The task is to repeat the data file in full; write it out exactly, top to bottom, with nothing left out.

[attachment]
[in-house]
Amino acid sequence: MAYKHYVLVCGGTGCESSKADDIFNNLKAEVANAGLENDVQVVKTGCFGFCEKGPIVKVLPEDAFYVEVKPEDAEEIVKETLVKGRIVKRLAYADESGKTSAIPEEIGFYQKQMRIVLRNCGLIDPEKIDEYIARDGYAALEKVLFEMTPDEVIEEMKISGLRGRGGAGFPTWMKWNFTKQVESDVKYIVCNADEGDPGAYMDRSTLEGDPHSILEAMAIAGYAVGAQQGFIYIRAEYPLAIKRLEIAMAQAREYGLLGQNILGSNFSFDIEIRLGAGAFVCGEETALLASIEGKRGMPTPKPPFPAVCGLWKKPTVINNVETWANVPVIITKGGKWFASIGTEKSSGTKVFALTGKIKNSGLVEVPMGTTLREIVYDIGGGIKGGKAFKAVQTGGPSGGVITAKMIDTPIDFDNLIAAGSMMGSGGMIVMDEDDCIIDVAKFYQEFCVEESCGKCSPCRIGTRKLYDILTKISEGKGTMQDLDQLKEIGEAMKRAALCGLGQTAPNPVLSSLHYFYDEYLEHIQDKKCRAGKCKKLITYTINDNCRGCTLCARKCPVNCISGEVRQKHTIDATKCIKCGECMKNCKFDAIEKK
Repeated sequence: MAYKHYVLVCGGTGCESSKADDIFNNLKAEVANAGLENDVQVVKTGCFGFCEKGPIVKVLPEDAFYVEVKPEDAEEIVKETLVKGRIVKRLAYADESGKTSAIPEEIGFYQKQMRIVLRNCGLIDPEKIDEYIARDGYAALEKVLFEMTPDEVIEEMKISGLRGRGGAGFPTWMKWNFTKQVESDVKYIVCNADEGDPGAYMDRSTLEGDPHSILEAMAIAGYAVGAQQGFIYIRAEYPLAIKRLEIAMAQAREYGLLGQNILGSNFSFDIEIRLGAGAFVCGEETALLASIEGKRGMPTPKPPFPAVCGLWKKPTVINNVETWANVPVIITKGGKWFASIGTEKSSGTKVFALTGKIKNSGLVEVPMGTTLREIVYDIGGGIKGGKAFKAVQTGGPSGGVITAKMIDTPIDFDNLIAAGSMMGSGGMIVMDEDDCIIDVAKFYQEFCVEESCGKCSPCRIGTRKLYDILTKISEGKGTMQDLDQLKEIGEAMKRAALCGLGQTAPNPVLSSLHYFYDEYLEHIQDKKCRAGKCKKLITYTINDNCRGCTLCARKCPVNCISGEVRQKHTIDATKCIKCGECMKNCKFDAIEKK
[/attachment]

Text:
[in-house]
Amino acid sequence: MAYKHYVLVCGGTGCESSKADDIFNNLKAEVANAGLENDVQVVKTGCFGFCEKGPIVKVLPEDAFYVEVKPEDAEEIVKETLVKGRIVKRLAYADESGKTSAIPEEIGFYQKQMRIVLRNCGLIDPEKIDEYIARDGYAALEKVLFEMTPDEVIEEMKISGLRGRGGAGFPTWMKWNFTKQVESDVKYIVCNADEGDPGAYMDRSTLEGDPHSILEAMAIAGYAVGAQQGFIYIRAEYPLAIKRLEIAMAQAREYGLLGQNILGSNFSFDIEIRLGAGAFVCGEETALLASIEGKRGMPTPKPPFPAVCGLWKKPTVINNVETWANVPVIITKGGKWFASIGTEKSSGTKVFALTGKIKNSGLVEVPMGTTLREIVYDIGGGIKGGKAFKAVQTGGPSGGVITAKMIDTPIDFDNLIAAGSMMGSGGMIVMDEDDCIIDVAKFYQEFCVEESCGKCSPCRIGTRKLYDILTKISEGKGTMQDLDQLKEIGEAMKRAALCGLGQTAPNPVLSSLHYFYDEYLEHIQDKKCRAGKCKKLITYTINDNCRGCTLCARKCPVNCISGEVRQKHTIDATKCIKCGECMKNCKFDAIEKK
Repeated sequence: MAYKHYVLVCGGTGCESSKADDIFNNLKAEVANAGLENDVQVVKTGCFGFCEKGPIVKVLPEDAFYVEVKPEDAEEIVKETLVKGRIVKRLAYADESGKTSAIPEEIGFYQKQMRIVLRNCGLIDPEKIDEYIARDGYAALEKVLFEMTPDEVIEEMKISGLRGRGGAGFPTWMKWNFTKQVESDVKYIVCNADEGDPGAYMDRSTLEGDPHSILEAMAIAGYAVGAQQGFIYIRAEYPLAIKRLEIAMAQAREYGLLGQNILGSNFSFDIEIRLGAGAFVCGEETALLASIEGKRGMPTPKPPFPAVCGLWKKPTVINNVETWANVPVIITKGGKWFASIGTEKSSGTKVFALTGKIKNSGLVEVPMGTTLREIVYDIGGGIKGGKAFKAVQTGGPSGGVITAKMIDTPIDFDNLIAAGSMMGSGGMIVMDEDDCIIDVAKFYQEFCVEESCGKCSPCRIGTRKLYDILTKISEGKGTMQDLDQLKEIGEAMKRAALCGLGQTAPNPVLSSLHYFYDEYLEHIQDKKCRAGKCKKLITYTINDNCRGCTLCARKCPVNCISGEVRQKHTIDATKCIKCGECMKNCKFDAIEKK